Hymns, lies and videotape

SCENE: a parish church in midwinter. BBC cameras are filming Songs of Praise. Snow is falling outside. The sound of gurgling boilers can be heard in the background. Coats and scarves are piled in the pews.

Vicar: Happy Easter, everyone!

Congregation: And a Happy Christmas to you, vicar. (Sound of scraping offstage as snow plough trundles past).

Vicar: Jolly good. And thank you to Mrs Goggins and the Women's Guild for such a wonderful display of spring flowers. (Camera pans to bunches of holly and winter berries).

Vicar: Now children, have you all brought your Easter eggs?

Children: Can't you tell the time, vicar?

Vicar: As you see, we have the BBC cameras here to film us enjoying Songs of Praise for broadcast next Easter. I know it's November, but do try to look warm and spring-like. And now a favourite hymn for this time of year: There is a green hill far away...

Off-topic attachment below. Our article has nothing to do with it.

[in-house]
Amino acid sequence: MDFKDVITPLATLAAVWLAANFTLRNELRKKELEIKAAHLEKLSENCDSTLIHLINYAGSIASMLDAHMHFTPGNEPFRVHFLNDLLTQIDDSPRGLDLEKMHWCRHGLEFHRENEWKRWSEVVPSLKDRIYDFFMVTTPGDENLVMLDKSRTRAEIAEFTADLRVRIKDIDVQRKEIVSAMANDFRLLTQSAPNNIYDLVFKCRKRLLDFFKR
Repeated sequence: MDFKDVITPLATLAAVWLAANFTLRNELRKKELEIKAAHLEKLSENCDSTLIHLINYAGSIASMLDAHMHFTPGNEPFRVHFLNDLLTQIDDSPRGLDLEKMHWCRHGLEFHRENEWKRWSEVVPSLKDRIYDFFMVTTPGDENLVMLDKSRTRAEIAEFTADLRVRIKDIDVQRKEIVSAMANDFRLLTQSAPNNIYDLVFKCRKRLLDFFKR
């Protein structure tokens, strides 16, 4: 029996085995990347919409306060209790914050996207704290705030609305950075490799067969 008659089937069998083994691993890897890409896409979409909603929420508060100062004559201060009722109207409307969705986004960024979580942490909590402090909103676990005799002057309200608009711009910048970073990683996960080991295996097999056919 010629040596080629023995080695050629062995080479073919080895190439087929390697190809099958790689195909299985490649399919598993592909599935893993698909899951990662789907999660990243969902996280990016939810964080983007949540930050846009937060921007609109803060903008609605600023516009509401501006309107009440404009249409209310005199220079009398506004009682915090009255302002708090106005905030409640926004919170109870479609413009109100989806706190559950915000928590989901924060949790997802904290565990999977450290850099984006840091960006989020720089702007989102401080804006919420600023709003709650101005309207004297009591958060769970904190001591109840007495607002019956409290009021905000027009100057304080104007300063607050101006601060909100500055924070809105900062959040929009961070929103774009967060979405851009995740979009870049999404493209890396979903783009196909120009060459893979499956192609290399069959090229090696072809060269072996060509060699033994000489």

Is nothing sacred? It seems even Songs of Praise has fallen victim to the black arts of hoodwinking its audience. Whatever next? Question Time from Edinburgh, filmed in Llandudno?

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